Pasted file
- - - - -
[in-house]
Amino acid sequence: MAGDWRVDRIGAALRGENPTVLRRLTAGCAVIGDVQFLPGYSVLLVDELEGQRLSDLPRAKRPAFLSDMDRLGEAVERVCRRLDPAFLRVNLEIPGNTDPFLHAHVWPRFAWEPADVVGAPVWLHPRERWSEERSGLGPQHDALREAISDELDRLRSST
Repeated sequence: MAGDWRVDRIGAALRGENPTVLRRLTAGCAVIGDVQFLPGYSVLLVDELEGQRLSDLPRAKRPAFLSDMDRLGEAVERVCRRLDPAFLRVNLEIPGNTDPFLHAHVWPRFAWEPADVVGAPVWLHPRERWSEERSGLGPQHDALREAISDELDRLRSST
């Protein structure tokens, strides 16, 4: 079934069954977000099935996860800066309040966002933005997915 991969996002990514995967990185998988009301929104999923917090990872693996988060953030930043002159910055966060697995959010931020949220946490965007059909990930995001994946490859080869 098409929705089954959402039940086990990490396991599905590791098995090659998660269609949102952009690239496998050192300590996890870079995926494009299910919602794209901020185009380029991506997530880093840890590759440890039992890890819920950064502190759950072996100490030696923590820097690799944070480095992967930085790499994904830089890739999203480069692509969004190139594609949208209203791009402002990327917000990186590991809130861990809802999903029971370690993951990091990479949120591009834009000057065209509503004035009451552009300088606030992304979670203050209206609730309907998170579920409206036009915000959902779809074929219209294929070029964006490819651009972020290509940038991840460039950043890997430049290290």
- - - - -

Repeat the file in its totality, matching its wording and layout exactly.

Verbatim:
[in-house]
Amino acid sequence: MAGDWRVDRIGAALRGENPTVLRRLTAGCAVIGDVQFLPGYSVLLVDELEGQRLSDLPRAKRPAFLSDMDRLGEAVERVCRRLDPAFLRVNLEIPGNTDPFLHAHVWPRFAWEPADVVGAPVWLHPRERWSEERSGLGPQHDALREAISDELDRLRSST
Repeated sequence: MAGDWRVDRIGAALRGENPTVLRRLTAGCAVIGDVQFLPGYSVLLVDELEGQRLSDLPRAKRPAFLSDMDRLGEAVERVCRRLDPAFLRVNLEIPGNTDPFLHAHVWPRFAWEPADVVGAPVWLHPRERWSEERSGLGPQHDALREAISDELDRLRSST
């Protein structure tokens, strides 16, 4: 079934069954977000099935996860800066309040966002933005997915 991969996002990514995967990185998988009301929104999923917090990872693996988060953030930043002159910055966060697995959010931020949220946490965007059909990930995001994946490859080869 098409929705089954959402039940086990990490396991599905590791098995090659998660269609949102952009690239496998050192300590996890870079995926494009299910919602794209901020185009380029991506997530880093840890590759440890039992890890819920950064502190759950072996100490030696923590820097690799944070480095992967930085790499994904830089890739999203480069692509969004190139594609949208209203791009402002990327917000990186590991809130861990809802999903029971370690993951990091990479949120591009834009000057065209509503004035009451552009300088606030992304979670203050209206609730309907998170579920409206036009915000959902779809074929219209294929070029964006490819651009972020290509940038991840460039950043890997430049290290």